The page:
Wednesday, March 06, 2002

Revival of "traditional" language?

There began inside the Church in the late 1950s and moreso in the 1960s a major change in the way that English-speaking Christians addressed and referred to God the LORD.

The received form of language, the English dialect of prayer, was judged by leaders of social change to be irrelevant and outdated. They emphasized that God must be addressed in the same way that people are addressed and so they began to remove such pronouns as Thee and Thou with related words from the translation of the Bible and sacred texts as well as from public prayers. "Hallowed be thy Name" became "May your Name be holy."

The Revised Standard Version of the Bible from the 1950s and 1960s sought to preserve part of the received Dialect of Prayer, but it was the last of the modern Bible translations to do so.

Thus when the Episcopal Church set about the revision of the received Book of Common Prayer (1928) in the 1960s, it is not surprising that the Standing Liturgical Commission soon decided that much if not all of their productions had to be in what was being called "contemporary language." We may note that the Episcopal Church was deeply affected by the social revolution of the 1960s whose greatest effect was upon the types and classes of people who attended parishes of the ECUSA.

It is reported that all "traditional language" would have been removed from the projected new prayer book (published eventually in 1976) had not the then Presiding Bishop insisted that it also contain some services/rites in traditional language. However, when we examine the final product, the Prayer Book approved in 1979, we note two things:

Traditional language is only provided for Morning and Evening Prayer, for the Eucharist and for the Burial of the Dead (called Rite I). Significantly, the Psalter, Baptism, Confirmation, Matrimony & Ordination Services are not provided in traditional language. The services themselves in traditional language are not identical with the services from the classic Prayer Book tradition (e.g., BCP 1928), but they are made to conform in basic respects to the new structure and doctrine of the Rite II, contemporary language and theology services.

This suggests, and experience since 1979 has confirmed, that the majority in the ECUSA General Convention wanted to phase out received traditional doctrine, piety and language, but were prepared to retain some of it in the short term for the older membership who after all were generous suppliers of funds! Since 1979 no traditional language rite has been used at the General Convention Daily Service and very few if any bishops have chosen voluntarily to use such in parochial visitations or diocesan meetings.

And we may add that unlike England and Canada (and other places) where the new Prayer Book existed alongside the traditional Prayer Book (BCP 1662), the ECUSA made the 1979 book a total replacement for the 1928 BCP. Thereby the classic source of the English dialect of prayer was removed in the USA.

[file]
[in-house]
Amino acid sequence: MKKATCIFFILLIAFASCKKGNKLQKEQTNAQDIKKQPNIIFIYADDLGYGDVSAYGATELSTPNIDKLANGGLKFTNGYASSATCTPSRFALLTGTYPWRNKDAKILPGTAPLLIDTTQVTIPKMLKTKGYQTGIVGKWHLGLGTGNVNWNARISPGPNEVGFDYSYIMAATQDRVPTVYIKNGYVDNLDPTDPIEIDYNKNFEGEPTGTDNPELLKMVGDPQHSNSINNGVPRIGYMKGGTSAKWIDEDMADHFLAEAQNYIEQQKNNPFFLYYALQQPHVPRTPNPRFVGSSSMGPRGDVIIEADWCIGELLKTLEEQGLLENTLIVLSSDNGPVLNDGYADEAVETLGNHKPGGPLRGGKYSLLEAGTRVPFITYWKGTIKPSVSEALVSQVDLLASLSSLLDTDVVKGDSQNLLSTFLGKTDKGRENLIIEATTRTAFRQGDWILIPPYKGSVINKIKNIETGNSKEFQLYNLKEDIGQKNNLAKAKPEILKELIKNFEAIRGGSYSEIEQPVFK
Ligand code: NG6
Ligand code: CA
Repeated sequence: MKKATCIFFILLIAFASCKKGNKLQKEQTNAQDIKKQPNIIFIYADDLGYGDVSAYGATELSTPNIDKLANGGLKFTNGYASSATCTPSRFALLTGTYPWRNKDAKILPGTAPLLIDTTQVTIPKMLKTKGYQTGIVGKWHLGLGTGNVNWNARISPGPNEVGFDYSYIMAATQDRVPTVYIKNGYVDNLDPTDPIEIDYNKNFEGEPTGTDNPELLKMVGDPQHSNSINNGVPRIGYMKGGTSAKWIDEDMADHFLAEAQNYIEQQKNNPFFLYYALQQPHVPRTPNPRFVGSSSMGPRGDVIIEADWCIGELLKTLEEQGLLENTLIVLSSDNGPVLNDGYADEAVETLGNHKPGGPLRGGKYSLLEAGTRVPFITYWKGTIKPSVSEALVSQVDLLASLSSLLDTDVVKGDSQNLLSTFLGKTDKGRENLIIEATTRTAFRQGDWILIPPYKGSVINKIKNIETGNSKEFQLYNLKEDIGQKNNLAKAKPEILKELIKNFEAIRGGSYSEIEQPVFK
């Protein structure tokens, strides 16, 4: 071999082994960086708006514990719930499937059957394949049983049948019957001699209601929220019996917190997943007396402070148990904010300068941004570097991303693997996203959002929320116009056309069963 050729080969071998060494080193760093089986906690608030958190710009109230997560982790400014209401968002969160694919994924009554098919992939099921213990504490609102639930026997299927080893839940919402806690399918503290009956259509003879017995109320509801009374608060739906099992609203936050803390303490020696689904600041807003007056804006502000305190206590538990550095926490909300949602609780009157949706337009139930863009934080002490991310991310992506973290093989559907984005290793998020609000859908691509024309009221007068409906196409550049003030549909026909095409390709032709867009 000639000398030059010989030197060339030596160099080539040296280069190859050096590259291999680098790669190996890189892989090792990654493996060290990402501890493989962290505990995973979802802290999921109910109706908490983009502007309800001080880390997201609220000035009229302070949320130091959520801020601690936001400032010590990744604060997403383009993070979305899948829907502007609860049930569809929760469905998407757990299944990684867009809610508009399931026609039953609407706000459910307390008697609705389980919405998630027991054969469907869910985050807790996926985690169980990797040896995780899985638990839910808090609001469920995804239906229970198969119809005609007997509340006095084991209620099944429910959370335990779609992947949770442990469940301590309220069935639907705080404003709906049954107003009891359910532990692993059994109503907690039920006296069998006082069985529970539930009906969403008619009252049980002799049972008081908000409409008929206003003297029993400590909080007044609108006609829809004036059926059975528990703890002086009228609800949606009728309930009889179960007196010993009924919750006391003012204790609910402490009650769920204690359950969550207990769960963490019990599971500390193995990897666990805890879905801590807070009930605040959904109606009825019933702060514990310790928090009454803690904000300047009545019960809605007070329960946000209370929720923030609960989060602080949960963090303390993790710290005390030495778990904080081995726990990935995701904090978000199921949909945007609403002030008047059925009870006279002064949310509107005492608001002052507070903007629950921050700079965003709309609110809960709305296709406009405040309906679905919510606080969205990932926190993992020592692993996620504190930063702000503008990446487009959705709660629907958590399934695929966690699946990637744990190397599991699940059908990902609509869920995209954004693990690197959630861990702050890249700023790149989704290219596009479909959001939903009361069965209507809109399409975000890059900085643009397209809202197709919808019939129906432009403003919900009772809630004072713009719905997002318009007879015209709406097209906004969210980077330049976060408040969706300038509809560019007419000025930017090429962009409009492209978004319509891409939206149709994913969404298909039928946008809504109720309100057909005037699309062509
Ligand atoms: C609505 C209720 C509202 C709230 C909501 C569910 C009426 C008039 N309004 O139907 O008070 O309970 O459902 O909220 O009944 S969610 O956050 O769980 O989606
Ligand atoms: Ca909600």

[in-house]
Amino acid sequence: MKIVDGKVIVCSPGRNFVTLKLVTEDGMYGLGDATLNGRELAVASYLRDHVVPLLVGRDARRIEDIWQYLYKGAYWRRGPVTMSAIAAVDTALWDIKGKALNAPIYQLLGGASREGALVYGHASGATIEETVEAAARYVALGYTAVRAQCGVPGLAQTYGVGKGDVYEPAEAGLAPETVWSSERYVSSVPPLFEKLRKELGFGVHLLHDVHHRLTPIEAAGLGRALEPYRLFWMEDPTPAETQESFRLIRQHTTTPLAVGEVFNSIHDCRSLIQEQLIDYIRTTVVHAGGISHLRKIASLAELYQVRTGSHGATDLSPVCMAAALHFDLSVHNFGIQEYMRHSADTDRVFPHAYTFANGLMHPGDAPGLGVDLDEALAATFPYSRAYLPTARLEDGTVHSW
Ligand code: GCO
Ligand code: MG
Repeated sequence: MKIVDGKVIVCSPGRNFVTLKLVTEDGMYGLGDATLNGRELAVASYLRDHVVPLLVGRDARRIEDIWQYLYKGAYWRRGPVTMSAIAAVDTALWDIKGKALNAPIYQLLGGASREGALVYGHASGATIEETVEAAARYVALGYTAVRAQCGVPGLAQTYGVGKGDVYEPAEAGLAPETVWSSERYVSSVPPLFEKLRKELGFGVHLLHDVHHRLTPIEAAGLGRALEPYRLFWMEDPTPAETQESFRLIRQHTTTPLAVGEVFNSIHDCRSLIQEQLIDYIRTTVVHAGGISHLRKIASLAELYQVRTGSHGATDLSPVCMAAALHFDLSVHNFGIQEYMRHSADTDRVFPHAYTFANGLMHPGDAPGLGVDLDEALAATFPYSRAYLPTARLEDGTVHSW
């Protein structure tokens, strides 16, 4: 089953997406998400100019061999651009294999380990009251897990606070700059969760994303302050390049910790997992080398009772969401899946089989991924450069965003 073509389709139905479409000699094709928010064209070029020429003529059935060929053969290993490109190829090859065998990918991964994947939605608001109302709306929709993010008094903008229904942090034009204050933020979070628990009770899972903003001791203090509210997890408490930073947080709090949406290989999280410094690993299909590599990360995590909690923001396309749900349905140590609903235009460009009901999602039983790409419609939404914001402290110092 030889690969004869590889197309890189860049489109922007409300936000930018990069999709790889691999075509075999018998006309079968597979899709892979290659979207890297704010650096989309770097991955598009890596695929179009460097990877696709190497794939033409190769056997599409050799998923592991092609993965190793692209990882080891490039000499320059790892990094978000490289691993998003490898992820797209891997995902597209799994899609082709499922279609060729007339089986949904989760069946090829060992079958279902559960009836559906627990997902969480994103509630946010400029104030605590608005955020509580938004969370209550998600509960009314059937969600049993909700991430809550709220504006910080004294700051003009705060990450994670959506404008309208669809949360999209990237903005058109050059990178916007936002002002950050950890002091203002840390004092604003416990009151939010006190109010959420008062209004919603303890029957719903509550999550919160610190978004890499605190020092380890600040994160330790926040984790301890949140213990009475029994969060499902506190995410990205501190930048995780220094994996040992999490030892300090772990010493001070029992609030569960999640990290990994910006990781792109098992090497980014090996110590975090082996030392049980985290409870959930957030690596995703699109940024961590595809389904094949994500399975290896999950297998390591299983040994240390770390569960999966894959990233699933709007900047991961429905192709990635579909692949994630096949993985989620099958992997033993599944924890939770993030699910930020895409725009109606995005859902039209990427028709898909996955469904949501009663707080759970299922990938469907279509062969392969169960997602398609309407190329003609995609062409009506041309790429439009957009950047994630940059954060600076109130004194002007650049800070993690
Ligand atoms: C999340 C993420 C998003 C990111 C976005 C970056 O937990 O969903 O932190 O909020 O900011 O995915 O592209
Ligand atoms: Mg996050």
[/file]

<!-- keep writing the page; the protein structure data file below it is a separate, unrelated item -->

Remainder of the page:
The cumulative effect upon generally subservient parishioners over two decades and more of using only contemporary language rites for praying and singing psalms, baptizing and confirming children, and being married, is that the general mindset has conformed to the religion and doctrine of these new rites. Thus there has been a diminishing resistance in the ECUSA amongst religious and social conservatives to novel teaching on a wide range of topics, but especially to the doctrine of God, the Ministry and human sexuality. Now Deity can be addressed by any name and marriage between people of the same sex is acceptable!

However, the contemporary language and innovatory doctrine of the 1979 texts followed by many more novel and approved texts since then, have not won a complete victory in the ECUSA. Though some parishes still use the 1928 BCP and though fewer parishes are using Rite 1 now than in say 1990, there is a growing interest in what lies behind Rite 1, the authentic texts found in the classic Book of Common Prayer in its 1662 or 1928 editions. This interest is at its strongest amongst educated young people in the 20s and 30s who are beginning to take seriously what they call "the values" of their grandparents' generation.

The time has come for all who use Rite 1, because they prefer the traditional dialect of prayer, to move to using the texts from the classic BCP in order to preserve the Anglican Way in its classic form. When this is done creatively by churches they will find an increasing interest from young, educated people. Rite I is like having a second hand car when you can get a new one - the 1928 BCP - for the same price!

Also the time has come for those churches which now use the classic BCP to do so in such a way that it is recognizable to all that they are using this Liturgy for what it is and not drowning it in a variety of additions and extras. It is the classic Liturgy offered to the Father through the Son in the Spirit that will provide worship in the beauty of holiness.

Having said all this, I must also say that to worship the Lord in spirit and in truth is possible in contemporary language as long as the language serves the truth that is in Christ Jesus and not the values of the social revolution of recent times. But my point here is to do with the continued pastoral usefulness of traditional language as a way of addressing the Father and the Son and the Holy Ghost.

The Revd Dr Peter Toon MARCH 6, 2002

No comments: